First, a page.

Face, Brain Silhouette A new brain imaging study is said to have demonstrated the changes that occur in the brain activity of those young adults having a particular genetic variant. This genetic variant is believed to increase their risk of developing Alzheimer’s disease. More so, these changes in the brain activity are believed to possibly occur years before any symptoms of the disease arise. This study was conducted by the University of Oxford and Imperial College London.

These study investigators have attempted to gain an insight into why Alzheimer’s disease affects only a few people. They believe that this additional knowledge may aid in taking another step towards a diagnostic test which may be able to zero-in on those people who may be at a risk of developing this disease. It has been estimated that this disease affects around 417,000 people in the United Kingdom.

It has further been stated that the APOE4 genetic variant is prevalent in about a quarter of the population. Having said this, it has also being said that it’s not necessary that people with this particular genetic variant will certainly suffer from Alzheimer’s disease later in life. However, the risk of developing the late-onset variety of the disease increases with the possession of one or two copies of this genetic variant. The study investigators have stressed that these findings should not be a cause of alarm for carriers of the APOE4 genetic variant; since it is not certain that its carriers will definitely develop this disease.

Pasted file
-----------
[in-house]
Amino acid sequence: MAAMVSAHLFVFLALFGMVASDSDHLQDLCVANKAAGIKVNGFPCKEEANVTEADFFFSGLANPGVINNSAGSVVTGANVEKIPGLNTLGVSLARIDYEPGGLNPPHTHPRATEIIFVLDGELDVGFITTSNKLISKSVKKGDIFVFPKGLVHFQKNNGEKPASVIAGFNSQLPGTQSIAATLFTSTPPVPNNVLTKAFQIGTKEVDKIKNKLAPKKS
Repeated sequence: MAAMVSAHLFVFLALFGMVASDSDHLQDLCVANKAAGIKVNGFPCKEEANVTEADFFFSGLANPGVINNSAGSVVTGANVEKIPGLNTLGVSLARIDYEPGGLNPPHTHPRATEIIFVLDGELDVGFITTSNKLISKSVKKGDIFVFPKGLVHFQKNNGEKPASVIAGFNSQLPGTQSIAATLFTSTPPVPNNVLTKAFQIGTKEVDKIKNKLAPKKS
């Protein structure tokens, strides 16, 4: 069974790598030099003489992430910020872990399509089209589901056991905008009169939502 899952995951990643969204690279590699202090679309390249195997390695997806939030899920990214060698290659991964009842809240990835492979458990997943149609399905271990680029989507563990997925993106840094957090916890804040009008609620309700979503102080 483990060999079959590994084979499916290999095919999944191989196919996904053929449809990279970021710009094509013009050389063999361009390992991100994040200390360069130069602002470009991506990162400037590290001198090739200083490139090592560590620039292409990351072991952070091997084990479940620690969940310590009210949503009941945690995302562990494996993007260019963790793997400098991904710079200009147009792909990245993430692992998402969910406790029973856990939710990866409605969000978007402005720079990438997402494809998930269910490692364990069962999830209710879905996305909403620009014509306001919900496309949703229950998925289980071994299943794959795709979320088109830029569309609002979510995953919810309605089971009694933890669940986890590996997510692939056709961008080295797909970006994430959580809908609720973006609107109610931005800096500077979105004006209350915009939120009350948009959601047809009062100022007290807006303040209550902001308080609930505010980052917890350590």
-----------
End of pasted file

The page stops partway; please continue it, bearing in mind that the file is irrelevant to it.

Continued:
Through the use of functional magnetic resonance imaging (fMRI), the investigators compared the brain activities of around 36 volunteers. It was observed that around 18 of them carried at least one copy of this particular genetic variant; while the remaining 18 volunteers not carrying this gene were said to have acted as controls.

The study investigators were said to have observed the behavior of the volunteers’ brains while they were resting and also while performing a memory-related task. Even during periods of rest, it was noticed that both, people carrying as well as not carrying the APOE4 gene had distinct patterns of brain activity.

Study lead author, Dr. Clare Mackay, Department of Psychiatry and the Centre for Functional Magnetic Resonance Imaging of the Brain, University of Oxford, says that, “We have shown that brain activity is different in people with this version of the gene decades before any memory problems might develop. We’ve also shown that this form of fMRI, where people just lie in the scanner doing nothing, is sensitive enough to pick up these changes. These are exciting first steps towards a tantalizing prospect: a simple test that will be able to distinguish who will go on to develop Alzheimer’s.”

Previous studies have apparently stated that middle-aged people and elderly carrying the APOE4 gene show differences in their hippocampus part of the brain. However, the present study is believed to be the first to have demonstrated the hyperactivity in the hippocampus part of the brain of healthy young people carrying this gene. They are also said to be the first to show that the brain carrying the APOE4 gene may behave in a different manner even when it is at ‘rest’. The results of this study may offer support to a previous idea that the brain’s memory function may slowly tire itself out in those who go on to develop Alzheimer’s disease.

This study was published in the journal Proceedings of the National Academy of Sciences.